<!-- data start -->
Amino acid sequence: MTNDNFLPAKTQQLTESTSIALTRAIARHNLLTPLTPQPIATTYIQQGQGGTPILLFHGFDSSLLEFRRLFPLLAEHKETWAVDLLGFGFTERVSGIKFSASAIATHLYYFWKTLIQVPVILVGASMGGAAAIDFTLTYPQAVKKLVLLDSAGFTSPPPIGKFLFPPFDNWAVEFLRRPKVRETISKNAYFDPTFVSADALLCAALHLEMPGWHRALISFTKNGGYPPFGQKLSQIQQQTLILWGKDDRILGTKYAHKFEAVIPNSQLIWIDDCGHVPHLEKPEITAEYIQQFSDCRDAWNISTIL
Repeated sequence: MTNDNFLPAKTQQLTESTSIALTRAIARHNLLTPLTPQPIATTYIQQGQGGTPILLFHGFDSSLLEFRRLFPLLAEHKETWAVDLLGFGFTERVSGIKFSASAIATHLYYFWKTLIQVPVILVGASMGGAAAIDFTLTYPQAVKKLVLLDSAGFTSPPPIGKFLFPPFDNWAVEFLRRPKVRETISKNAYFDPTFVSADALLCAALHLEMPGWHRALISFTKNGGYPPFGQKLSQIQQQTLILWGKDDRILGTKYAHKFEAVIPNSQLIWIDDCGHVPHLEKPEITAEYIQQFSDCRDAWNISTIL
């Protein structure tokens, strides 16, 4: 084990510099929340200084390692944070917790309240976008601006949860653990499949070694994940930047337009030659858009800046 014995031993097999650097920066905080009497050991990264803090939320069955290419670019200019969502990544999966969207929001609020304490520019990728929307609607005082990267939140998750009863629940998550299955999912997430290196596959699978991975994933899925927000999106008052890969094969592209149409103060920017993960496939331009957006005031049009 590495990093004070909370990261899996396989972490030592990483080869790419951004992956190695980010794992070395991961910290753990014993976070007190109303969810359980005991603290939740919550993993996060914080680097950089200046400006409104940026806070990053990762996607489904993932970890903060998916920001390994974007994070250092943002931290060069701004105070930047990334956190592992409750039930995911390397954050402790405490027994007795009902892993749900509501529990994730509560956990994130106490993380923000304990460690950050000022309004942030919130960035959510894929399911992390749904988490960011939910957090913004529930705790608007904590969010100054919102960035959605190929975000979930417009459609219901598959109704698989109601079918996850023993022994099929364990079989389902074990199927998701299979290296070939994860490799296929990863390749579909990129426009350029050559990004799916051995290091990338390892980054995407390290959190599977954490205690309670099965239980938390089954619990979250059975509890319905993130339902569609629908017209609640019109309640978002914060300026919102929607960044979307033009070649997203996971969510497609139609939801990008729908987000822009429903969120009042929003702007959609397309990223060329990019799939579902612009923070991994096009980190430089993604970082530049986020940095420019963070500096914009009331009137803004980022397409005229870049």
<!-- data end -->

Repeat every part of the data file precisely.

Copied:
Amino acid sequence: MTNDNFLPAKTQQLTESTSIALTRAIARHNLLTPLTPQPIATTYIQQGQGGTPILLFHGFDSSLLEFRRLFPLLAEHKETWAVDLLGFGFTERVSGIKFSASAIATHLYYFWKTLIQVPVILVGASMGGAAAIDFTLTYPQAVKKLVLLDSAGFTSPPPIGKFLFPPFDNWAVEFLRRPKVRETISKNAYFDPTFVSADALLCAALHLEMPGWHRALISFTKNGGYPPFGQKLSQIQQQTLILWGKDDRILGTKYAHKFEAVIPNSQLIWIDDCGHVPHLEKPEITAEYIQQFSDCRDAWNISTIL
Repeated sequence: MTNDNFLPAKTQQLTESTSIALTRAIARHNLLTPLTPQPIATTYIQQGQGGTPILLFHGFDSSLLEFRRLFPLLAEHKETWAVDLLGFGFTERVSGIKFSASAIATHLYYFWKTLIQVPVILVGASMGGAAAIDFTLTYPQAVKKLVLLDSAGFTSPPPIGKFLFPPFDNWAVEFLRRPKVRETISKNAYFDPTFVSADALLCAALHLEMPGWHRALISFTKNGGYPPFGQKLSQIQQQTLILWGKDDRILGTKYAHKFEAVIPNSQLIWIDDCGHVPHLEKPEITAEYIQQFSDCRDAWNISTIL
């Protein structure tokens, strides 16, 4: 084990510099929340200084390692944070917790309240976008601006949860653990499949070694994940930047337009030659858009800046 014995031993097999650097920066905080009497050991990264803090939320069955290419670019200019969502990544999966969207929001609020304490520019990728929307609607005082990267939140998750009863629940998550299955999912997430290196596959699978991975994933899925927000999106008052890969094969592209149409103060920017993960496939331009957006005031049009 590495990093004070909370990261899996396989972490030592990483080869790419951004992956190695980010794992070395991961910290753990014993976070007190109303969810359980005991603290939740919550993993996060914080680097950089200046400006409104940026806070990053990762996607489904993932970890903060998916920001390994974007994070250092943002931290060069701004105070930047990334956190592992409750039930995911390397954050402790405490027994007795009902892993749900509501529990994730509560956990994130106490993380923000304990460690950050000022309004942030919130960035959510894929399911992390749904988490960011939910957090913004529930705790608007904590969010100054919102960035959605190929975000979930417009459609219901598959109704698989109601079918996850023993022994099929364990079989389902074990199927998701299979290296070939994860490799296929990863390749579909990129426009350029050559990004799916051995290091990338390892980054995407390290959190599977954490205690309670099965239980938390089954619990979250059975509890319905993130339902569609629908017209609640019109309640978002914060300026919102929607960044979307033009070649997203996971969510497609139609939801990008729908987000822009429903969120009042929003702007959609397309990223060329990019799939579902612009923070991994096009980190430089993604970082530049986020940095420019963070500096914009009331009137803004980022397409005229870049």